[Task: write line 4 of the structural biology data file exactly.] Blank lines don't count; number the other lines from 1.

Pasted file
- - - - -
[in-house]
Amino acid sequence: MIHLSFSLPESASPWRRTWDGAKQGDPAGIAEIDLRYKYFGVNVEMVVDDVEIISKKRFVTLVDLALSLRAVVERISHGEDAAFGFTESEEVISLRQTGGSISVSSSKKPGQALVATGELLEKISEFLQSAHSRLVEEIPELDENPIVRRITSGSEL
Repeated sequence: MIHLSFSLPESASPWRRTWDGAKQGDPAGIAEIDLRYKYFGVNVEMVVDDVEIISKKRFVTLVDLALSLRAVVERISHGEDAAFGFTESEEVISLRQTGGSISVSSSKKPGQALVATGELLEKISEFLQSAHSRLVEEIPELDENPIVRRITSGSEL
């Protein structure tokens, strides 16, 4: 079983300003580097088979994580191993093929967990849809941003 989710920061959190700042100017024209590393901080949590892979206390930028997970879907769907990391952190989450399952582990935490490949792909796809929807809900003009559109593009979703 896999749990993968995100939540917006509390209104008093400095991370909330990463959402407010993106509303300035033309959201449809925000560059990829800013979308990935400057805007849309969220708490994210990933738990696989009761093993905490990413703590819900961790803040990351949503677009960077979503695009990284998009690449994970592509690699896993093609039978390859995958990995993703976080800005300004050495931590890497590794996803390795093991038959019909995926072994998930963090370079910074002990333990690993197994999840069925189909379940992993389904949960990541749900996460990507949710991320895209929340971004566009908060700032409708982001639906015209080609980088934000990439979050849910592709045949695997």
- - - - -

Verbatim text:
């Protein structure tokens, strides 16, 4: 079983300003580097088979994580191993093929967990849809941003 989710920061959190700042100017024209590393901080949590892979206390930028997970879907769907990391952190989450399952582990935490490949792909796809929807809900003009559109593009979703 896999749990993968995100939540917006509390209104008093400095991370909330990463959402407010993106509303300035033309959201449809925000560059990829800013979308990935400057805007849309969220708490994210990933738990696989009761093993905490990413703590819900961790803040990351949503677009960077979503695009990284998009690449994970592509690699896993093609039978390859995958990995993703976080800005300004050495931590890497590794996803390795093991038959019909995926072994998930963090370079910074002990333990690993197994999840069925189909379940992993389904949960990541749900996460990507949710991320895209929340971004566009908060700032409708982001639906015209080609980088934000990439979050849910592709045949695997």